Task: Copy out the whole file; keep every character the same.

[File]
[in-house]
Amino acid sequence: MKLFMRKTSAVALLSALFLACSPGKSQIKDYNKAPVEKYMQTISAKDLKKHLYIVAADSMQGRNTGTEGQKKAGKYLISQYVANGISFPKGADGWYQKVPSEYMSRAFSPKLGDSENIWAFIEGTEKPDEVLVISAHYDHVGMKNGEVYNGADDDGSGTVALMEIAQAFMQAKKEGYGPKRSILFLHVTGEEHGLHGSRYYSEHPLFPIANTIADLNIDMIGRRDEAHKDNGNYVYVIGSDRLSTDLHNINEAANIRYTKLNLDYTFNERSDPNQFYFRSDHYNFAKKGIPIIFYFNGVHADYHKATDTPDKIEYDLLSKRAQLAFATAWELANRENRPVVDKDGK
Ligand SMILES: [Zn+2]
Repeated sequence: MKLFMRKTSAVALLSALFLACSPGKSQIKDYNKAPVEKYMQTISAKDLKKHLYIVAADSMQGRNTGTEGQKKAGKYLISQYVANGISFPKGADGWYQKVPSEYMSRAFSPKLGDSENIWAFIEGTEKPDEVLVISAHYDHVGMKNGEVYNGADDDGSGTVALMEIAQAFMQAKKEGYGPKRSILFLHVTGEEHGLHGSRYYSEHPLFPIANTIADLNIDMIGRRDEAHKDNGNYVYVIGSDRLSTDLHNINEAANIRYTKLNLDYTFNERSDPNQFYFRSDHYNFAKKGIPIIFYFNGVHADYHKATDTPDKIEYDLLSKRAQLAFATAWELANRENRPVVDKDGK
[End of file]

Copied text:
[in-house]
Amino acid sequence: MKLFMRKTSAVALLSALFLACSPGKSQIKDYNKAPVEKYMQTISAKDLKKHLYIVAADSMQGRNTGTEGQKKAGKYLISQYVANGISFPKGADGWYQKVPSEYMSRAFSPKLGDSENIWAFIEGTEKPDEVLVISAHYDHVGMKNGEVYNGADDDGSGTVALMEIAQAFMQAKKEGYGPKRSILFLHVTGEEHGLHGSRYYSEHPLFPIANTIADLNIDMIGRRDEAHKDNGNYVYVIGSDRLSTDLHNINEAANIRYTKLNLDYTFNERSDPNQFYFRSDHYNFAKKGIPIIFYFNGVHADYHKATDTPDKIEYDLLSKRAQLAFATAWELANRENRPVVDKDGK
Ligand SMILES: [Zn+2]
Repeated sequence: MKLFMRKTSAVALLSALFLACSPGKSQIKDYNKAPVEKYMQTISAKDLKKHLYIVAADSMQGRNTGTEGQKKAGKYLISQYVANGISFPKGADGWYQKVPSEYMSRAFSPKLGDSENIWAFIEGTEKPDEVLVISAHYDHVGMKNGEVYNGADDDGSGTVALMEIAQAFMQAKKEGYGPKRSILFLHVTGEEHGLHGSRYYSEHPLFPIANTIADLNIDMIGRRDEAHKDNGNYVYVIGSDRLSTDLHNINEAANIRYTKLNLDYTFNERSDPNQFYFRSDHYNFAKKGIPIIFYFNGVHADYHKATDTPDKIEYDLLSKRAQLAFATAWELANRENRPVVDKDGK